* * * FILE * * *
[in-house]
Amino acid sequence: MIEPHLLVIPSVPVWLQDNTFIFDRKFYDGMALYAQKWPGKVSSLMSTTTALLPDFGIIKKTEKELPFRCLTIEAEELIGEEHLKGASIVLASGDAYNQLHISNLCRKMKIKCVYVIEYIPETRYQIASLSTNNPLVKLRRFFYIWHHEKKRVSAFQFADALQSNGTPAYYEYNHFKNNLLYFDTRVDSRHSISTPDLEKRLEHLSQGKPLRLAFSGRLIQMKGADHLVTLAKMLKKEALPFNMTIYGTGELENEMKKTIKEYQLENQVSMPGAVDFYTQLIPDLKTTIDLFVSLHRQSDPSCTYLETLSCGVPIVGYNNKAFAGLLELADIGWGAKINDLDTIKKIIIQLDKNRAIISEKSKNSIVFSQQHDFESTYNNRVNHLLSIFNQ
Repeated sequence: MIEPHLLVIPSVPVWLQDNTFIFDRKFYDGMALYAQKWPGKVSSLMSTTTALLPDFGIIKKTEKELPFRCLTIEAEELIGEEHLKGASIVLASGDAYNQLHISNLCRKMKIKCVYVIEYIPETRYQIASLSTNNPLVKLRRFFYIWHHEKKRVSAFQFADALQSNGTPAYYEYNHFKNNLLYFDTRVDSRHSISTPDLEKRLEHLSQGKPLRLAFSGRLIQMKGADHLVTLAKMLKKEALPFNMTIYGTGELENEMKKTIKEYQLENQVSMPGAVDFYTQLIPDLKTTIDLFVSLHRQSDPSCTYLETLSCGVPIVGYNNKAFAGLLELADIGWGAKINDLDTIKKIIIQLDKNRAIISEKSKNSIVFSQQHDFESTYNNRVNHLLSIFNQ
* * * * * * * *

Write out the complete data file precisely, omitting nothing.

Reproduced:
[in-house]
Amino acid sequence: MIEPHLLVIPSVPVWLQDNTFIFDRKFYDGMALYAQKWPGKVSSLMSTTTALLPDFGIIKKTEKELPFRCLTIEAEELIGEEHLKGASIVLASGDAYNQLHISNLCRKMKIKCVYVIEYIPETRYQIASLSTNNPLVKLRRFFYIWHHEKKRVSAFQFADALQSNGTPAYYEYNHFKNNLLYFDTRVDSRHSISTPDLEKRLEHLSQGKPLRLAFSGRLIQMKGADHLVTLAKMLKKEALPFNMTIYGTGELENEMKKTIKEYQLENQVSMPGAVDFYTQLIPDLKTTIDLFVSLHRQSDPSCTYLETLSCGVPIVGYNNKAFAGLLELADIGWGAKINDLDTIKKIIIQLDKNRAIISEKSKNSIVFSQQHDFESTYNNRVNHLLSIFNQ
Repeated sequence: MIEPHLLVIPSVPVWLQDNTFIFDRKFYDGMALYAQKWPGKVSSLMSTTTALLPDFGIIKKTEKELPFRCLTIEAEELIGEEHLKGASIVLASGDAYNQLHISNLCRKMKIKCVYVIEYIPETRYQIASLSTNNPLVKLRRFFYIWHHEKKRVSAFQFADALQSNGTPAYYEYNHFKNNLLYFDTRVDSRHSISTPDLEKRLEHLSQGKPLRLAFSGRLIQMKGADHLVTLAKMLKKEALPFNMTIYGTGELENEMKKTIKEYQLENQVSMPGAVDFYTQLIPDLKTTIDLFVSLHRQSDPSCTYLETLSCGVPIVGYNNKAFAGLLELADIGWGAKINDLDTIKKIIIQLDKNRAIISEKSKNSIVFSQQHDFESTYNNRVNHLLSIFNQ